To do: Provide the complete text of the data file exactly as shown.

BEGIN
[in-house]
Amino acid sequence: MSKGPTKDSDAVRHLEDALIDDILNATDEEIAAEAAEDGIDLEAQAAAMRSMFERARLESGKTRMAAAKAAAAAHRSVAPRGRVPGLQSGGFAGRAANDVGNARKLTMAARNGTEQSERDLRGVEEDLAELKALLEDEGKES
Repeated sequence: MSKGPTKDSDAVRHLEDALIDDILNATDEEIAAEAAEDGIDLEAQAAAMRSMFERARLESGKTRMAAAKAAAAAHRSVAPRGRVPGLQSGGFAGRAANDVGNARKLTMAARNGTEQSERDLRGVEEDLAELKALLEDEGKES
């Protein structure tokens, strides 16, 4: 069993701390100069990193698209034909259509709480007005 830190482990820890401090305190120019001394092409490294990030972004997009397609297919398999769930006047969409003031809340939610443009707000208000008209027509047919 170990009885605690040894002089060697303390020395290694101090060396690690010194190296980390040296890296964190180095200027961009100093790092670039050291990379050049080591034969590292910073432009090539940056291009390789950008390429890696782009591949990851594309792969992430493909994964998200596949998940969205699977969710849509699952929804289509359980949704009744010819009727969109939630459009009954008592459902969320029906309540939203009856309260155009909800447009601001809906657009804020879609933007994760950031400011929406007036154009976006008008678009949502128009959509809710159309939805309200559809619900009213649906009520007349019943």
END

[in-house]
Amino acid sequence: MSKGPTKDSDAVRHLEDALIDDILNATDEEIAAEAAEDGIDLEAQAAAMRSMFERARLESGKTRMAAAKAAAAAHRSVAPRGRVPGLQSGGFAGRAANDVGNARKLTMAARNGTEQSERDLRGVEEDLAELKALLEDEGKES
Repeated sequence: MSKGPTKDSDAVRHLEDALIDDILNATDEEIAAEAAEDGIDLEAQAAAMRSMFERARLESGKTRMAAAKAAAAAHRSVAPRGRVPGLQSGGFAGRAANDVGNARKLTMAARNGTEQSERDLRGVEEDLAELKALLEDEGKES
């Protein structure tokens, strides 16, 4: 069993701390100069990193698209034909259509709480007005 830190482990820890401090305190120019001394092409490294990030972004997009397609297919398999769930006047969409003031809340939610443009707000208000008209027509047919 170990009885605690040894002089060697303390020395290694101090060396690690010194190296980390040296890296964190180095200027961009100093790092670039050291990379050049080591034969590292910073432009090539940056291009390789950008390429890696782009591949990851594309792969992430493909994964998200596949998940969205699977969710849509699952929804289509359980949704009744010819009727969109939630459009009954008592459902969320029906309540939203009856309260155009909800447009601001809906657009804020879609933007994760950031400011929406007036154009976006008008678009949502128009959509809710159309939805309200559809619900009213649906009520007349019943």